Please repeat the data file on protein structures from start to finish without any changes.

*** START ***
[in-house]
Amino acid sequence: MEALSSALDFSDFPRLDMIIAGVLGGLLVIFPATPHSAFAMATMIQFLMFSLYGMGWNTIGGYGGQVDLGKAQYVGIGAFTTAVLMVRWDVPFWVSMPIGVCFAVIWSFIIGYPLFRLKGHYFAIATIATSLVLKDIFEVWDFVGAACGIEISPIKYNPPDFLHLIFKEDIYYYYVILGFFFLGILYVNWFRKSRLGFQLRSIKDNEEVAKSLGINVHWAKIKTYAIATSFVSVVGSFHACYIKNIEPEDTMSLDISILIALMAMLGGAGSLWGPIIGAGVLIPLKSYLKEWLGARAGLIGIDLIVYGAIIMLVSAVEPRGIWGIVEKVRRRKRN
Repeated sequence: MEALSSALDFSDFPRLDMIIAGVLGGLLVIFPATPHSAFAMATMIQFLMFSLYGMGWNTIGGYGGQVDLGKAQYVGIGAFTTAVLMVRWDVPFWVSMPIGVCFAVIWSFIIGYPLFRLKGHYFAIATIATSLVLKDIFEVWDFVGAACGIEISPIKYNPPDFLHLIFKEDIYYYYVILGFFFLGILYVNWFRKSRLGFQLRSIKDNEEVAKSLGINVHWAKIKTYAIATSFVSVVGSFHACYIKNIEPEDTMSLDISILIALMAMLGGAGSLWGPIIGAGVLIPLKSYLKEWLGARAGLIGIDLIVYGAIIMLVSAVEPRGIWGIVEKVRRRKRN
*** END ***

[in-house]
Amino acid sequence: MEALSSALDFSDFPRLDMIIAGVLGGLLVIFPATPHSAFAMATMIQFLMFSLYGMGWNTIGGYGGQVDLGKAQYVGIGAFTTAVLMVRWDVPFWVSMPIGVCFAVIWSFIIGYPLFRLKGHYFAIATIATSLVLKDIFEVWDFVGAACGIEISPIKYNPPDFLHLIFKEDIYYYYVILGFFFLGILYVNWFRKSRLGFQLRSIKDNEEVAKSLGINVHWAKIKTYAIATSFVSVVGSFHACYIKNIEPEDTMSLDISILIALMAMLGGAGSLWGPIIGAGVLIPLKSYLKEWLGARAGLIGIDLIVYGAIIMLVSAVEPRGIWGIVEKVRRRKRN
Repeated sequence: MEALSSALDFSDFPRLDMIIAGVLGGLLVIFPATPHSAFAMATMIQFLMFSLYGMGWNTIGGYGGQVDLGKAQYVGIGAFTTAVLMVRWDVPFWVSMPIGVCFAVIWSFIIGYPLFRLKGHYFAIATIATSLVLKDIFEVWDFVGAACGIEISPIKYNPPDFLHLIFKEDIYYYYVILGFFFLGILYVNWFRKSRLGFQLRSIKDNEEVAKSLGINVHWAKIKTYAIATSFVSVVGSFHACYIKNIEPEDTMSLDISILIALMAMLGGAGSLWGPIIGAGVLIPLKSYLKEWLGARAGLIGIDLIVYGAIIMLVSAVEPRGIWGIVEKVRRRKRN